Importantly, the study provides some quantification of the additional numbers of children with diagnosed TB identified in the non-NTP sector, relative to existing national notification rates. The cases identified in just this limited number of facilities alone represent an estimated 15% of additional annualised yield of paediatric cases in Indonesia and 7% in Pakistan. The findings clearly suggest that further research efforts to identify the under-reporting of paediatric TB cases specifically within the non-NTP facilities is warranted.
The study highlights significant gaps in record-keeping and accessing records on paediatric TB cases. All children diagnosed with TB should be registered and treated using NTP standards–whether diagnosed and treated in NTP or non-NTP facilities. These standards include clear recording of treatment, side effects and outcomes of treatment. The study indicates that off of these were generally unavailable in non-NTP settings. In addition to the importance of these standards for clinical care of individual patients, good record keeping and sharing of case numbers is essential to improving data on the burden of paediatric TB. In addition, such data would provide a base for better quantification of product demand for new paediatric medicines, thereby contributing to incentives for market entry.
Targeting future interventions by facility type
The findings indicate the presence of high volume ‘hubs’ which see large numbers of patients. The existence of categories of facilities that see a considerable proportion of paediatric cases in both Indonesia and Pakistan offers opportunities to increase dialogue with these treatment ‘hubs’. Identifying such sites can help focus efforts to review treatment protocols, encourage compliance with NTP recommendations, improve record-keeping at facility level, strengthen reporting to and links with the NTP, and serve as potential centers of excellence to expand understanding of a neglected disease such as paediatric TB. Such activities should be addressed as key interventions to improve understanding of the burden and treatment practices for childhood TB. Outreach to major treatment hubs could be achieved by building upon existing national public-private/public-public mix (PPM) activities.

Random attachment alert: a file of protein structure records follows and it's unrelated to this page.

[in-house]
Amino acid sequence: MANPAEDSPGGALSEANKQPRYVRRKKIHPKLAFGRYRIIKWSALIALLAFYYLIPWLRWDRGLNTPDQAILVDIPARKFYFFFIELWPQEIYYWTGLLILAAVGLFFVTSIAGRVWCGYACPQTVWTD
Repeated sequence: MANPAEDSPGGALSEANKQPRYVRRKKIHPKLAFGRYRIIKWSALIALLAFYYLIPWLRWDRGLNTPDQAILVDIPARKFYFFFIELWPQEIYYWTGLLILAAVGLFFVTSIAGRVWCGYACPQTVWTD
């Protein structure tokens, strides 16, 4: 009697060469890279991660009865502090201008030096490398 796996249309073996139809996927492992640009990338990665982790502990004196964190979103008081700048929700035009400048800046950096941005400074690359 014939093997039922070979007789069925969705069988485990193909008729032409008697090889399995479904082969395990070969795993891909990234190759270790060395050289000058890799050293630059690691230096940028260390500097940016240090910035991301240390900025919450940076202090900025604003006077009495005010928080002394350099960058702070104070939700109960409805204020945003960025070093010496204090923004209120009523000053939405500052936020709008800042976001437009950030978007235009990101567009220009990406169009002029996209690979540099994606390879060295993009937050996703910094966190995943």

Improving diagnosis and case finding
Treatment providers in all three countries generally acknowledged challenges in diagnosing paediatric patients. The interviews suggest that although most providers were unaware of, or did not follow, national TB Diagnosis and Management Guidelines, many were keen to improve their diagnostic skills and asked for reference materials. Expanding awareness of such guidelines through training such as in-service training may also provide a relevant opening of discussion between the NTP and other providers, notably in the private sector.
The number of diagnosed cases in Nigeria stands out as significantly smaller than the numbers identified in the other two countries. Several sites seeing over 800 general paediatric patients per quarter, from a mixed socio-economic background, indicated that they did not come across any paediatric TB cases. This highlights a low index of suspicion for paediatric TB in Nigeria and indicates a likelihood of under-diagnosis. Understanding this dynamic may help the National TB and Leprosy Program to target interventions to improve diagnosis and treatment, particularly around case-finding and treatment-seeking interventions for children.
While healthcare providers in all three countries indicated awareness of the need for contact tracing, little appears to be done in non-NTP facilities in any of the countries to assess close contacts of TB patients or to trace the index case when none is reported (reverse contact tracing). Expanded PPM initiatives could explore new ways of focusing attention on contact tracing, or improving referencing to the NTP to follow up on index cases.
Study limitations include the short timeframe for data collection (two weeks in total) limiting the time available for identifying facilities, and small sample size per facility type, with the potential for bias or skewing of results by outlier facilities. In the absence of detailed TB registers, information was commonly dependent on healthcare provider information and recall, carrying an inherent risk of recall bias while also limiting the survey teams’ ability to independently verify the data. While the interview method enabled us to gauge provider perceptions of treatment services, it also limited our ability to fully understand the level of under- or over-diagnosis.